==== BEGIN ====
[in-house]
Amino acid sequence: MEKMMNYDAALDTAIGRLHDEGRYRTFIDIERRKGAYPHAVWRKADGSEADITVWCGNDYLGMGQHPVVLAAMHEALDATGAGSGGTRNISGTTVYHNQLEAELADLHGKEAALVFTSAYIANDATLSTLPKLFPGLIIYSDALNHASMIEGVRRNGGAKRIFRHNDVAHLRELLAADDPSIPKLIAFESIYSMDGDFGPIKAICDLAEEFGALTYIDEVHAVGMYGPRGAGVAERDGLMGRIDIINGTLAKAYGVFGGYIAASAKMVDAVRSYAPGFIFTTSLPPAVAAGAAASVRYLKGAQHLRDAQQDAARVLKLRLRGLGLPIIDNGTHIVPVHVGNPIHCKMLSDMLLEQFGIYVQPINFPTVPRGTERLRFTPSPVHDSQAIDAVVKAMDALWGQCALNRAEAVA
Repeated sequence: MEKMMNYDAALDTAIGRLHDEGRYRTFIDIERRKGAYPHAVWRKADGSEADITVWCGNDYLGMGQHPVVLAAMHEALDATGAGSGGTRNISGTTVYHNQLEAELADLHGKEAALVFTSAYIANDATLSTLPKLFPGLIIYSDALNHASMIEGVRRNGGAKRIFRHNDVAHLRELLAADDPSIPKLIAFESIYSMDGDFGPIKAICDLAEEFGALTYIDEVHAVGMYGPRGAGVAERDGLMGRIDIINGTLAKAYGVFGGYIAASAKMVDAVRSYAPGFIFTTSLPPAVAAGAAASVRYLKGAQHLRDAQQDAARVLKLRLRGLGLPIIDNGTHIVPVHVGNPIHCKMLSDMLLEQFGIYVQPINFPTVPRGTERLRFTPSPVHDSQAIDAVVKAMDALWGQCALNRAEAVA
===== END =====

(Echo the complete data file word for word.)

[in-house]
Amino acid sequence: MEKMMNYDAALDTAIGRLHDEGRYRTFIDIERRKGAYPHAVWRKADGSEADITVWCGNDYLGMGQHPVVLAAMHEALDATGAGSGGTRNISGTTVYHNQLEAELADLHGKEAALVFTSAYIANDATLSTLPKLFPGLIIYSDALNHASMIEGVRRNGGAKRIFRHNDVAHLRELLAADDPSIPKLIAFESIYSMDGDFGPIKAICDLAEEFGALTYIDEVHAVGMYGPRGAGVAERDGLMGRIDIINGTLAKAYGVFGGYIAASAKMVDAVRSYAPGFIFTTSLPPAVAAGAAASVRYLKGAQHLRDAQQDAARVLKLRLRGLGLPIIDNGTHIVPVHVGNPIHCKMLSDMLLEQFGIYVQPINFPTVPRGTERLRFTPSPVHDSQAIDAVVKAMDALWGQCALNRAEAVA
Repeated sequence: MEKMMNYDAALDTAIGRLHDEGRYRTFIDIERRKGAYPHAVWRKADGSEADITVWCGNDYLGMGQHPVVLAAMHEALDATGAGSGGTRNISGTTVYHNQLEAELADLHGKEAALVFTSAYIANDATLSTLPKLFPGLIIYSDALNHASMIEGVRRNGGAKRIFRHNDVAHLRELLAADDPSIPKLIAFESIYSMDGDFGPIKAICDLAEEFGALTYIDEVHAVGMYGPRGAGVAERDGLMGRIDIINGTLAKAYGVFGGYIAASAKMVDAVRSYAPGFIFTTSLPPAVAAGAAASVRYLKGAQHLRDAQQDAARVLKLRLRGLGLPIIDNGTHIVPVHVGNPIHCKMLSDMLLEQFGIYVQPINFPTVPRGTERLRFTPSPVHDSQAIDAVVKAMDALWGQCALNRAEAVA